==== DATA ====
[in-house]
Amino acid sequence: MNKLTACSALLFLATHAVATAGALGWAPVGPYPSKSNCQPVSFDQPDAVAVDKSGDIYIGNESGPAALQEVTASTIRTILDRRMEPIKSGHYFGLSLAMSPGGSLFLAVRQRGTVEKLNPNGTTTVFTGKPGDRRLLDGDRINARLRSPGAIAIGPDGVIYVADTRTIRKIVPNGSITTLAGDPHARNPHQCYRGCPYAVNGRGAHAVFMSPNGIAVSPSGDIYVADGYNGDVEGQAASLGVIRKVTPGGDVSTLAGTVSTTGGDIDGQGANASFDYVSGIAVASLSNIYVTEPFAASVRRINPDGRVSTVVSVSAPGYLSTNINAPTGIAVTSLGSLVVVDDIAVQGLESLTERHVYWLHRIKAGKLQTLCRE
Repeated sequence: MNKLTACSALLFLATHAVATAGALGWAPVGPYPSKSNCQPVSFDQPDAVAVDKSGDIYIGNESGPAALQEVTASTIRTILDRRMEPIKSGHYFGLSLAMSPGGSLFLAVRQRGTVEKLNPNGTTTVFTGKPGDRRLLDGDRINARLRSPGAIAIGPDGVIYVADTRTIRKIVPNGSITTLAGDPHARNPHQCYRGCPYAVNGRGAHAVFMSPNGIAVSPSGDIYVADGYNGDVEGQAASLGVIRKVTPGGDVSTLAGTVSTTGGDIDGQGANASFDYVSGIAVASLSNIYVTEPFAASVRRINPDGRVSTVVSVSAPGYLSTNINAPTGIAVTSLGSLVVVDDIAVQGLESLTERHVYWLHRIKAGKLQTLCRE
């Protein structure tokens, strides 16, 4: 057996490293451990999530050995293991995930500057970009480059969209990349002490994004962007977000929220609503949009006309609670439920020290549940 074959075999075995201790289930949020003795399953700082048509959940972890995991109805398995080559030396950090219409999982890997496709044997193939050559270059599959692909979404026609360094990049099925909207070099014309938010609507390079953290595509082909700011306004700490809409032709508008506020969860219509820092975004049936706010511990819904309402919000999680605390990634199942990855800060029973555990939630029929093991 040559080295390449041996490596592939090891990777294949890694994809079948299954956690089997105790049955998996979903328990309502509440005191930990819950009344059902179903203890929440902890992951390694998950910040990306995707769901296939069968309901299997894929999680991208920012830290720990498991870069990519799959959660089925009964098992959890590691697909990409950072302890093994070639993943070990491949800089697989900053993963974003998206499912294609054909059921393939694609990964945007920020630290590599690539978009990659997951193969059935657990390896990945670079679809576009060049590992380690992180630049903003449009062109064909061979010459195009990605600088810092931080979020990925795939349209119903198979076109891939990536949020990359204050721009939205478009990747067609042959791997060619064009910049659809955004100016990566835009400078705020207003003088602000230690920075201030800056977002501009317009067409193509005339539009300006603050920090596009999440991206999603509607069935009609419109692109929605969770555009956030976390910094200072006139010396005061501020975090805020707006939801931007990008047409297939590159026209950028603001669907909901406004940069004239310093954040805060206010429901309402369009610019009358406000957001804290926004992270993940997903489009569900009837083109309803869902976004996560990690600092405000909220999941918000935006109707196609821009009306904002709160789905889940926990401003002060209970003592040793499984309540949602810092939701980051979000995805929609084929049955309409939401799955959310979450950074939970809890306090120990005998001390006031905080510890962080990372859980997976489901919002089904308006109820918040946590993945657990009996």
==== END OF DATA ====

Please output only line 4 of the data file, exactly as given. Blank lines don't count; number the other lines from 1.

């Protein structure tokens, strides 16, 4: 057996490293451990999530050995293991995930500057970009480059969209990349002490994004962007977000929220609503949009006309609670439920020290549940 074959075999075995201790289930949020003795399953700082048509959940972890995991109805398995080559030396950090219409999982890997496709044997193939050559270059599959692909979404026609360094990049099925909207070099014309938010609507390079953290595509082909700011306004700490809409032709508008506020969860219509820092975004049936706010511990819904309402919000999680605390990634199942990855800060029973555990939630029929093991 040559080295390449041996490596592939090891990777294949890694994809079948299954956690089997105790049955998996979903328990309502509440005191930990819950009344059902179903203890929440902890992951390694998950910040990306995707769901296939069968309901299997894929999680991208920012830290720990498991870069990519799959959660089925009964098992959890590691697909990409950072302890093994070639993943070990491949800089697989900053993963974003998206499912294609054909059921393939694609990964945007920020630290590599690539978009990659997951193969059935657990390896990945670079679809576009060049590992380690992180630049903003449009062109064909061979010459195009990605600088810092931080979020990925795939349209119903198979076109891939990536949020990359204050721009939205478009990747067609042959791997060619064009910049659809955004100016990566835009400078705020207003003088602000230690920075201030800056977002501009317009067409193509005339539009300006603050920090596009999440991206999603509607069935009609419109692109929605969770555009956030976390910094200072006139010396005061501020975090805020707006939801931007990008047409297939590159026209950028603001669907909901406004940069004239310093954040805060206010429901309402369009610019009358406000957001804290926004992270993940997903489009569900009837083109309803869902976004996560990690600092405000909220999941918000935006109707196609821009009306904002709160789905889940926990401003002060209970003592040793499984309540949602810092939701980051979000995805929609084929049955309409939401799955959310979450950074939970809890306090120990005998001390006031905080510890962080990372859980997976489901919002089904308006109820918040946590993945657990009996």